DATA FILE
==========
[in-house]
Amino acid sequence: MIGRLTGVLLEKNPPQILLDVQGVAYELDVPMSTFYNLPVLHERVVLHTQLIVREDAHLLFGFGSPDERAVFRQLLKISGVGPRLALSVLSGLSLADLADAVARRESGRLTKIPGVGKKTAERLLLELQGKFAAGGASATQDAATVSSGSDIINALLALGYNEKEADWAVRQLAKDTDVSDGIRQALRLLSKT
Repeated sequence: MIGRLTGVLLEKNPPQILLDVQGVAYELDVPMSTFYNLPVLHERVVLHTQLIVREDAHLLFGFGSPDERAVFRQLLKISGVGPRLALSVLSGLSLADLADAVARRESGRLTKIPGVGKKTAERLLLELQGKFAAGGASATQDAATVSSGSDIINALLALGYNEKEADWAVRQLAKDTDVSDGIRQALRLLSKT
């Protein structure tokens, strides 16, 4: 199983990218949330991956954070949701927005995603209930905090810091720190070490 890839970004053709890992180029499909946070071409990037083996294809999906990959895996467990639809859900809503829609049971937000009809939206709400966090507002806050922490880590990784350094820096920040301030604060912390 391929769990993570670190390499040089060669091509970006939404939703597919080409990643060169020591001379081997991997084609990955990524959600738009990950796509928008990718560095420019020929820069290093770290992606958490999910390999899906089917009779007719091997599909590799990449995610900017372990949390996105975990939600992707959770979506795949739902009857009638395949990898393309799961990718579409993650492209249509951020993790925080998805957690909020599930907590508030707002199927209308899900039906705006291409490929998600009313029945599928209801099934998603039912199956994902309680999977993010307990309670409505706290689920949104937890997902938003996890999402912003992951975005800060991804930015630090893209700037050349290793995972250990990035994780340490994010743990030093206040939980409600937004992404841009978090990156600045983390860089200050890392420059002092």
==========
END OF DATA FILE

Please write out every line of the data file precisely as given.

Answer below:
[in-house]
Amino acid sequence: MIGRLTGVLLEKNPPQILLDVQGVAYELDVPMSTFYNLPVLHERVVLHTQLIVREDAHLLFGFGSPDERAVFRQLLKISGVGPRLALSVLSGLSLADLADAVARRESGRLTKIPGVGKKTAERLLLELQGKFAAGGASATQDAATVSSGSDIINALLALGYNEKEADWAVRQLAKDTDVSDGIRQALRLLSKT
Repeated sequence: MIGRLTGVLLEKNPPQILLDVQGVAYELDVPMSTFYNLPVLHERVVLHTQLIVREDAHLLFGFGSPDERAVFRQLLKISGVGPRLALSVLSGLSLADLADAVARRESGRLTKIPGVGKKTAERLLLELQGKFAAGGASATQDAATVSSGSDIINALLALGYNEKEADWAVRQLAKDTDVSDGIRQALRLLSKT
């Protein structure tokens, strides 16, 4: 199983990218949330991956954070949701927005995603209930905090810091720190070490 890839970004053709890992180029499909946070071409990037083996294809999906990959895996467990639809859900809503829609049971937000009809939206709400966090507002806050922490880590990784350094820096920040301030604060912390 391929769990993570670190390499040089060669091509970006939404939703597919080409990643060169020591001379081997991997084609990955990524959600738009990950796509928008990718560095420019020929820069290093770290992606958490999910390999899906089917009779007719091997599909590799990449995610900017372990949390996105975990939600992707959770979506795949739902009857009638395949990898393309799961990718579409993650492209249509951020993790925080998805957690909020599930907590508030707002199927209308899900039906705006291409490929998600009313029945599928209801099934998603039912199956994902309680999977993010307990309670409505706290689920949104937890997902938003996890999402912003992951975005800060991804930015630090893209700037050349290793995972250990990035994780340490994010743990030093206040939980409600937004992404841009978090990156600045983390860089200050890392420059002092």